Legislative change in Ireland : a marxist political economy critique of planning law
|Title:||Legislative change in Ireland : a marxist political economy critique of planning law||Authors:||Fox-Rogers, Linda
|Permanent link:||http://hdl.handle.net/10197/3536||Date:||9-Nov-2011||Abstract:||In the planning literature relatively little attention has been given to investigating the nature of legislative change in the planning domain. Utilising a political economy approach, this paper analyses recent planning legislative change in the Republic of Ireland. The paper argues that changes in planning legislation can be interpreted within a broader agenda of entrepreneurial planning within the Irish State. In critiquing recent change, the paper highlights three key issues: (1) the state, through legislation, facilities development capital over the interests of the general population; (2) entrepreneurial planning approaches can be traced to formal legislative change; (3) recent legislative change has been designed specifically to reduce democracy in the planning process. The findings support the assertion that planning legislation facilities predominantly the elite interest groups in society over those of the 'common good'.||Funding Details:||Not applicable||Type of material:||Journal Article||Publisher:||Liverpool University Press||Copyright (published version):||2011 Liverpool University Press||Keywords:||Marxist political economy;Planning law;Entreprenuerial planning;Power||Subject LCSH:||Marxian economics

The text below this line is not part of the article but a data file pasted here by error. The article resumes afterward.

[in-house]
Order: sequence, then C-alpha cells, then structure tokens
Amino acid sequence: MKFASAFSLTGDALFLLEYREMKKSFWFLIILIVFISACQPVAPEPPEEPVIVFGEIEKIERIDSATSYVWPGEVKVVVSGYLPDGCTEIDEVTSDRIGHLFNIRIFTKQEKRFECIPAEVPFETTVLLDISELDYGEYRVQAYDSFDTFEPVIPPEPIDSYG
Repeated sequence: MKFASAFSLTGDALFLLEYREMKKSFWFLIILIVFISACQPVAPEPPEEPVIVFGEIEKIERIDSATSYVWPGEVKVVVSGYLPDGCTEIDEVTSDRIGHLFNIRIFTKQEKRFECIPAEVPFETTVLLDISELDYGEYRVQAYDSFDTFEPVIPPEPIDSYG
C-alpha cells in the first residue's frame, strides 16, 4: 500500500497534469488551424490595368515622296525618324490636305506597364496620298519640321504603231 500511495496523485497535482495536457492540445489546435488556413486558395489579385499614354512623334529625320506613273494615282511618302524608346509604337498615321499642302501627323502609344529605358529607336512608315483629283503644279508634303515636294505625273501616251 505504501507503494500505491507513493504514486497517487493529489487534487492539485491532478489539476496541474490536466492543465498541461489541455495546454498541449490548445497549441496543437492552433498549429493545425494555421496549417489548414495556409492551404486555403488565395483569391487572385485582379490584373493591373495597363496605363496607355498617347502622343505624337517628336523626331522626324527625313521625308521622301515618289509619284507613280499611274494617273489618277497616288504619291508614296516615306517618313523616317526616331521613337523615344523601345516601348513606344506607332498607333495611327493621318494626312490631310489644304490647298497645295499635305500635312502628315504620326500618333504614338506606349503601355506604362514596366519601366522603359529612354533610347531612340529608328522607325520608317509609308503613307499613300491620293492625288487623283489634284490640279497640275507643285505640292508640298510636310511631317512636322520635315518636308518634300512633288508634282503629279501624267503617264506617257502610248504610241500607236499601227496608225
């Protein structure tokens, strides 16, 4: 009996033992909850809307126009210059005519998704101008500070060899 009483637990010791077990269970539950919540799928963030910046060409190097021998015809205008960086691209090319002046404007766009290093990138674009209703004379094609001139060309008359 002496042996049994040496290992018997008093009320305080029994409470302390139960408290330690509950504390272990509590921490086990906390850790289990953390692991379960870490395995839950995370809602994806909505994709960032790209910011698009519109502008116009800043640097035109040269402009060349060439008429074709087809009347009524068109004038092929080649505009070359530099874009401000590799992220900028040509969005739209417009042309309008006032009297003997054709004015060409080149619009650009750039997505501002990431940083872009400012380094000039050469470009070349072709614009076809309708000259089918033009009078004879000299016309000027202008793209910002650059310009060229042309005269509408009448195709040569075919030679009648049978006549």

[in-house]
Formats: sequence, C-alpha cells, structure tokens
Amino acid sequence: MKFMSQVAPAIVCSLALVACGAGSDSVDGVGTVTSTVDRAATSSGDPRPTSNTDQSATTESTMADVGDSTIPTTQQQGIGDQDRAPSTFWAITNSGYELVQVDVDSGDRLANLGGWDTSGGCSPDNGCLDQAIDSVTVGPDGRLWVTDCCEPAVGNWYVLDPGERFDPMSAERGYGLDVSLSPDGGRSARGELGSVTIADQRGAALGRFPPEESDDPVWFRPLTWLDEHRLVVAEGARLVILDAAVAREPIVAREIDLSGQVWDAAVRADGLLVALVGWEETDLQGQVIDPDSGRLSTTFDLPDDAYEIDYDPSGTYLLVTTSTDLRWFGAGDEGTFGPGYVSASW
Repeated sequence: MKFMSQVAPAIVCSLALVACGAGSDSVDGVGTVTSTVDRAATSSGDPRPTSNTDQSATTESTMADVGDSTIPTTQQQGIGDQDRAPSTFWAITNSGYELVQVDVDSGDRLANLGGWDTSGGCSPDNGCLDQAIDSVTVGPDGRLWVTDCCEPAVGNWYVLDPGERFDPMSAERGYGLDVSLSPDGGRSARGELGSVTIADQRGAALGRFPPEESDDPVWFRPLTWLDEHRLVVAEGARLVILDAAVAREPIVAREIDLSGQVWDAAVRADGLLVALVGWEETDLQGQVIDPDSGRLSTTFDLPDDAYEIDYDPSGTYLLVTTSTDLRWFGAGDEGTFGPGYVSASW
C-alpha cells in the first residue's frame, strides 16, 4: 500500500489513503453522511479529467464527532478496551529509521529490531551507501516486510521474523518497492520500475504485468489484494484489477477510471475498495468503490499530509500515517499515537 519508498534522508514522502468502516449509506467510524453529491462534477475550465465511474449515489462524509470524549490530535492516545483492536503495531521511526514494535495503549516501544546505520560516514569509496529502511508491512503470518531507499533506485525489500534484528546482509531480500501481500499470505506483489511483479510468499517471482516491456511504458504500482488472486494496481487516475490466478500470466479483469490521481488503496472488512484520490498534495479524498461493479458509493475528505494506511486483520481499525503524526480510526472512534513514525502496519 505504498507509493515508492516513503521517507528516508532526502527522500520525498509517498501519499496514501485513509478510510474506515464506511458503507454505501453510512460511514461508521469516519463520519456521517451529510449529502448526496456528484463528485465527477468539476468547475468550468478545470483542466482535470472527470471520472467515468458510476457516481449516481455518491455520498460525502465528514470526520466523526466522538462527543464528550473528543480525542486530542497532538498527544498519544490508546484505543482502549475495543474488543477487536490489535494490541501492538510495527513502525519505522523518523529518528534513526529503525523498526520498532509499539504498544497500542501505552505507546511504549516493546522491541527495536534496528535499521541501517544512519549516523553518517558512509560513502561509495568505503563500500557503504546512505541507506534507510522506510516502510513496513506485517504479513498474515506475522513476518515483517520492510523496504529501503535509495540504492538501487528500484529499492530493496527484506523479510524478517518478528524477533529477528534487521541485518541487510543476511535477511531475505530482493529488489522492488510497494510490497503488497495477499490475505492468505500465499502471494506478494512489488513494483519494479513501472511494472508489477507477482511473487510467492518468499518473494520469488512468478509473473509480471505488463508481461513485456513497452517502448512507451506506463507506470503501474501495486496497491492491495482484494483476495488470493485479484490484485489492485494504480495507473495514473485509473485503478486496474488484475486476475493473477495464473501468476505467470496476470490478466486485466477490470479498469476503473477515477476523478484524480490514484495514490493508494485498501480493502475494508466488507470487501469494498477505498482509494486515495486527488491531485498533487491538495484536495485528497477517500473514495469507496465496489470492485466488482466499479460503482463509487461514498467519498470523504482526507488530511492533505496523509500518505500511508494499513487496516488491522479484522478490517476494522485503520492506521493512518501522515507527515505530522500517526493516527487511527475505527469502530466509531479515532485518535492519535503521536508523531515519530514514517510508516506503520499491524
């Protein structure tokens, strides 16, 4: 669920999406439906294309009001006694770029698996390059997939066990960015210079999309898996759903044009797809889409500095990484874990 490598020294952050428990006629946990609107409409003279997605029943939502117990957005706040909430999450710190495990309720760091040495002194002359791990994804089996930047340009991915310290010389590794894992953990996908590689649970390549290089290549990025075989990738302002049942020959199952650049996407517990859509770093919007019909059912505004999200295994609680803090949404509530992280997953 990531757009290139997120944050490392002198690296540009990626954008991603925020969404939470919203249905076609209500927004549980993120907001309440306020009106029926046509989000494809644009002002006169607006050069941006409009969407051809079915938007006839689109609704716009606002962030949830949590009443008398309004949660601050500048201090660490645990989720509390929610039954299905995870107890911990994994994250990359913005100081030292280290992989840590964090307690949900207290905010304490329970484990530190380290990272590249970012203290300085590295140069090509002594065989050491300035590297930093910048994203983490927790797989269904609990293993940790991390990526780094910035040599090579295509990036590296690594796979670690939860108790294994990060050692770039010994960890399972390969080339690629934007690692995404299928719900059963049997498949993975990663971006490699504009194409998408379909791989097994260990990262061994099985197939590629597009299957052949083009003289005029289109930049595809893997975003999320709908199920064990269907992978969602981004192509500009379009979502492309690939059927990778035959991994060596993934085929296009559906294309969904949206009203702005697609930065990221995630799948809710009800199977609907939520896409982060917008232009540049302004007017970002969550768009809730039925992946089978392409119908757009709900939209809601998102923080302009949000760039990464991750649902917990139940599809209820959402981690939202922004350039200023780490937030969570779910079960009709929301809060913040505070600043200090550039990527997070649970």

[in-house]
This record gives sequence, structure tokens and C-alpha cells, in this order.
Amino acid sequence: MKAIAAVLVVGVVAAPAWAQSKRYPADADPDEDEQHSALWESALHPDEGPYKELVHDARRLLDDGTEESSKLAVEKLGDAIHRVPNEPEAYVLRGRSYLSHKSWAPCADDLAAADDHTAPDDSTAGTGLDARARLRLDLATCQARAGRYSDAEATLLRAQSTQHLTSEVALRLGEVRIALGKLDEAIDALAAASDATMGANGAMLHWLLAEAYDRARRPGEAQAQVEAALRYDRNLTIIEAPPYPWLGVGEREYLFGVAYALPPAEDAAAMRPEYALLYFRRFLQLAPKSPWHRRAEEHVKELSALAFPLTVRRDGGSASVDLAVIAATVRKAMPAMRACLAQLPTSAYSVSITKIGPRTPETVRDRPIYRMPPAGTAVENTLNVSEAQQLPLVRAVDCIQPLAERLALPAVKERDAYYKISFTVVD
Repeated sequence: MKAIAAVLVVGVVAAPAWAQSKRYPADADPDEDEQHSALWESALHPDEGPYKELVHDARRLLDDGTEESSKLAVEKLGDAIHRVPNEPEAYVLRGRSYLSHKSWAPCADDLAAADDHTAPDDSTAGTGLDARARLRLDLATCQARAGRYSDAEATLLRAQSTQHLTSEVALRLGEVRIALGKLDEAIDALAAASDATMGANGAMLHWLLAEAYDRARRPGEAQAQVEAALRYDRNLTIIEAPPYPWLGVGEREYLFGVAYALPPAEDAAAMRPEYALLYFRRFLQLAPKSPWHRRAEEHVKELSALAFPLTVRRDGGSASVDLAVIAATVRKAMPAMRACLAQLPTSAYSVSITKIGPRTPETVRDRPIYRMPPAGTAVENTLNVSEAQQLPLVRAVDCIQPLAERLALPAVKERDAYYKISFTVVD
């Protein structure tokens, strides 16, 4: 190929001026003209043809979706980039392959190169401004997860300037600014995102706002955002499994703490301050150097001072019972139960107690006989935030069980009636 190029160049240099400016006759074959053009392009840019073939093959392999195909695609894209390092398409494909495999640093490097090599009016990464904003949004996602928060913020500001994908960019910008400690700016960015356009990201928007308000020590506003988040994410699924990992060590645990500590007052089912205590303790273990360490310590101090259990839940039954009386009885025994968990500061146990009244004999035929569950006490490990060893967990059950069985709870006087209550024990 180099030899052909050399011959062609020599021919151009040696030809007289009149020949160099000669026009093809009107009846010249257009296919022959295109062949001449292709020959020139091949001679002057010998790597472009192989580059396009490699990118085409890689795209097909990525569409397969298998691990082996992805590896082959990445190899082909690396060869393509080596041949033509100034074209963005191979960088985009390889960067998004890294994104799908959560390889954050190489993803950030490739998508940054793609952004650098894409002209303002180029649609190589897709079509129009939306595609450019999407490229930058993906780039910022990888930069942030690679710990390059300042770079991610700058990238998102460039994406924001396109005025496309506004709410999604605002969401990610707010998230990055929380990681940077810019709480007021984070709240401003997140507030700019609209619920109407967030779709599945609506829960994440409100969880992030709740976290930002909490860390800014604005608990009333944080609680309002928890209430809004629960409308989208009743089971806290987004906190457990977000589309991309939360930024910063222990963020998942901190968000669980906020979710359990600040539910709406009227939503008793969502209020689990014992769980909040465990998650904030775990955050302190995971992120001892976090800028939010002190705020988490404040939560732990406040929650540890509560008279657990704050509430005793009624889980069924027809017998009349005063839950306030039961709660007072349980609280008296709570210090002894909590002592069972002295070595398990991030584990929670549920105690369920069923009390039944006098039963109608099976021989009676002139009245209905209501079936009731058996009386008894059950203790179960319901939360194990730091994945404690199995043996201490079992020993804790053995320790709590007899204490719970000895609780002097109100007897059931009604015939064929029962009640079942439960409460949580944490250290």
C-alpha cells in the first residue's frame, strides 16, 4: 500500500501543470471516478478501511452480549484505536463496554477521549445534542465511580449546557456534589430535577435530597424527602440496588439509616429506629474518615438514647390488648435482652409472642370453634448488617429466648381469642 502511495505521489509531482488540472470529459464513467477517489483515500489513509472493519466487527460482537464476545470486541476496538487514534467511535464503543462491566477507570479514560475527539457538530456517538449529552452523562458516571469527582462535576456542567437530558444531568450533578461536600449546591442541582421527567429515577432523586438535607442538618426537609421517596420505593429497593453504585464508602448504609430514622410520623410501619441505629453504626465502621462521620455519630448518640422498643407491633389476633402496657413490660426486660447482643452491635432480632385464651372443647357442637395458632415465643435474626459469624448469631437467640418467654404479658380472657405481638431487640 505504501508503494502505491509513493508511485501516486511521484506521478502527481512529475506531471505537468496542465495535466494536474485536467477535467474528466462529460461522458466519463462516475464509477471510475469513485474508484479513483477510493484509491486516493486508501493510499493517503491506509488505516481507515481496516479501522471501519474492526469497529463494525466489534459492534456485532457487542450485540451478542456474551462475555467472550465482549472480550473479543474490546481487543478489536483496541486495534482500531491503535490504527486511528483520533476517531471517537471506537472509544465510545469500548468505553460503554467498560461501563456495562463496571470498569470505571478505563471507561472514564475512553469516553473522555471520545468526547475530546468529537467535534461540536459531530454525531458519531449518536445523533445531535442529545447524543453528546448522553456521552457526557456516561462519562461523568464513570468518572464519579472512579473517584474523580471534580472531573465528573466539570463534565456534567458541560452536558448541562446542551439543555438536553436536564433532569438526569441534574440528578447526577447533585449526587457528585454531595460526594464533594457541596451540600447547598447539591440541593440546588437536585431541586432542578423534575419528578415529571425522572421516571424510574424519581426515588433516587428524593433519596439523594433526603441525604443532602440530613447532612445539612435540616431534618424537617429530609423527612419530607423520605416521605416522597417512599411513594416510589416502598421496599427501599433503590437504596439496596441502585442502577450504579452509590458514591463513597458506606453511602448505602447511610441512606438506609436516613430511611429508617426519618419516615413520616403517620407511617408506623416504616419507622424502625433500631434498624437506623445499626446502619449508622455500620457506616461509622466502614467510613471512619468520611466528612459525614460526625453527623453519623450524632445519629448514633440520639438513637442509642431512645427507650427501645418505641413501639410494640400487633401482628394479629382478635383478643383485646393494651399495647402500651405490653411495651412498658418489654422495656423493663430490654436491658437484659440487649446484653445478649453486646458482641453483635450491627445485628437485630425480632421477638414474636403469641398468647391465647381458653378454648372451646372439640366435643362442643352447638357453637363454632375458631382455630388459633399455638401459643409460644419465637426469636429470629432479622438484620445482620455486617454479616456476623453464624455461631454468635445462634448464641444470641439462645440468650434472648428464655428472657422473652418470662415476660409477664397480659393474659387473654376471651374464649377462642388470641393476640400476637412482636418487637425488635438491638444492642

Planning--Law and legislation--Ireland
|DOI:||10.3828/tpr.2011.37||Language:||en||Status of Item:||Peer reviewed|
|Appears in Collections:||Architecture, Planning and Environmental Policy Research Collection|
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